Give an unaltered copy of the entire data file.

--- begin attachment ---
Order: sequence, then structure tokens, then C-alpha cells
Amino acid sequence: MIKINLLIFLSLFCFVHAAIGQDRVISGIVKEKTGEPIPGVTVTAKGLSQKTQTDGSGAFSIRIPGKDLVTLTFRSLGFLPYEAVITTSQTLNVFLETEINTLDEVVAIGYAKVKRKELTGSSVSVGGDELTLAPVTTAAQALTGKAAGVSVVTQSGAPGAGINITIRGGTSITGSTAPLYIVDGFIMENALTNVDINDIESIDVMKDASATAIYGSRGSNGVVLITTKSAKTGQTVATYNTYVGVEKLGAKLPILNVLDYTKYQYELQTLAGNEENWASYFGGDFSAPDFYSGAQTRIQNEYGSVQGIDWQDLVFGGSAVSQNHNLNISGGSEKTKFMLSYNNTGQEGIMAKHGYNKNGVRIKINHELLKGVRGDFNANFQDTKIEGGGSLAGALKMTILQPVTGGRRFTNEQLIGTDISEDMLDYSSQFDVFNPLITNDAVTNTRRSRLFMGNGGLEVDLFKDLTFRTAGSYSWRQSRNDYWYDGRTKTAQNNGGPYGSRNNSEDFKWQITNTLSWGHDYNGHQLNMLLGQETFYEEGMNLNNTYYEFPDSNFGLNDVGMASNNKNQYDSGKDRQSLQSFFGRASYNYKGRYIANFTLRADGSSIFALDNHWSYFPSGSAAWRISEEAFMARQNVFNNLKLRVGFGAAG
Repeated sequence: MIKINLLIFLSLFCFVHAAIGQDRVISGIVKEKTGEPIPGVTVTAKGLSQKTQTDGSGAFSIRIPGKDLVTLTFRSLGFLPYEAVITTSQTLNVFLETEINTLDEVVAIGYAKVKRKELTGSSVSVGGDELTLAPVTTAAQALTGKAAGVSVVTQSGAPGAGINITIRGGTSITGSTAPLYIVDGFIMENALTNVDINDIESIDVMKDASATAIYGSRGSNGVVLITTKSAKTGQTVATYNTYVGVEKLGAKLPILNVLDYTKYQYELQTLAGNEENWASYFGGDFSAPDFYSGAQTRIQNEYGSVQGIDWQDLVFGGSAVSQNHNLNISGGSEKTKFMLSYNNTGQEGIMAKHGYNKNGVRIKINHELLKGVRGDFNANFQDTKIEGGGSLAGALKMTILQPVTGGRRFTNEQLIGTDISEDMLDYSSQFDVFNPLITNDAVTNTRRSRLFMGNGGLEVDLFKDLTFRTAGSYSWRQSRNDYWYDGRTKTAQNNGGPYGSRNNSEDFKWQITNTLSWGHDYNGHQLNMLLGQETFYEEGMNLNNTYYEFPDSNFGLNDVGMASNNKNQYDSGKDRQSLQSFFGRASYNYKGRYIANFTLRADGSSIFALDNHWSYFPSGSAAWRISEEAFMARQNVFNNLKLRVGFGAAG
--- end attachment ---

Order: sequence, then structure tokens, then C-alpha cells
Amino acid sequence: MIKINLLIFLSLFCFVHAAIGQDRVISGIVKEKTGEPIPGVTVTAKGLSQKTQTDGSGAFSIRIPGKDLVTLTFRSLGFLPYEAVITTSQTLNVFLETEINTLDEVVAIGYAKVKRKELTGSSVSVGGDELTLAPVTTAAQALTGKAAGVSVVTQSGAPGAGINITIRGGTSITGSTAPLYIVDGFIMENALTNVDINDIESIDVMKDASATAIYGSRGSNGVVLITTKSAKTGQTVATYNTYVGVEKLGAKLPILNVLDYTKYQYELQTLAGNEENWASYFGGDFSAPDFYSGAQTRIQNEYGSVQGIDWQDLVFGGSAVSQNHNLNISGGSEKTKFMLSYNNTGQEGIMAKHGYNKNGVRIKINHELLKGVRGDFNANFQDTKIEGGGSLAGALKMTILQPVTGGRRFTNEQLIGTDISEDMLDYSSQFDVFNPLITNDAVTNTRRSRLFMGNGGLEVDLFKDLTFRTAGSYSWRQSRNDYWYDGRTKTAQNNGGPYGSRNNSEDFKWQITNTLSWGHDYNGHQLNMLLGQETFYEEGMNLNNTYYEFPDSNFGLNDVGMASNNKNQYDSGKDRQSLQSFFGRASYNYKGRYIANFTLRADGSSIFALDNHWSYFPSGSAAWRISEEAFMARQNVFNNLKLRVGFGAAG
Repeated sequence: MIKINLLIFLSLFCFVHAAIGQDRVISGIVKEKTGEPIPGVTVTAKGLSQKTQTDGSGAFSIRIPGKDLVTLTFRSLGFLPYEAVITTSQTLNVFLETEINTLDEVVAIGYAKVKRKELTGSSVSVGGDELTLAPVTTAAQALTGKAAGVSVVTQSGAPGAGINITIRGGTSITGSTAPLYIVDGFIMENALTNVDINDIESIDVMKDASATAIYGSRGSNGVVLITTKSAKTGQTVATYNTYVGVEKLGAKLPILNVLDYTKYQYELQTLAGNEENWASYFGGDFSAPDFYSGAQTRIQNEYGSVQGIDWQDLVFGGSAVSQNHNLNISGGSEKTKFMLSYNNTGQEGIMAKHGYNKNGVRIKINHELLKGVRGDFNANFQDTKIEGGGSLAGALKMTILQPVTGGRRFTNEQLIGTDISEDMLDYSSQFDVFNPLITNDAVTNTRRSRLFMGNGGLEVDLFKDLTFRTAGSYSWRQSRNDYWYDGRTKTAQNNGGPYGSRNNSEDFKWQITNTLSWGHDYNGHQLNMLLGQETFYEEGMNLNNTYYEFPDSNFGLNDVGMASNNKNQYDSGKDRQSLQSFFGRASYNYKGRYIANFTLRADGSSIFALDNHWSYFPSGSAAWRISEEAFMARQNVFNNLKLRVGFGAAG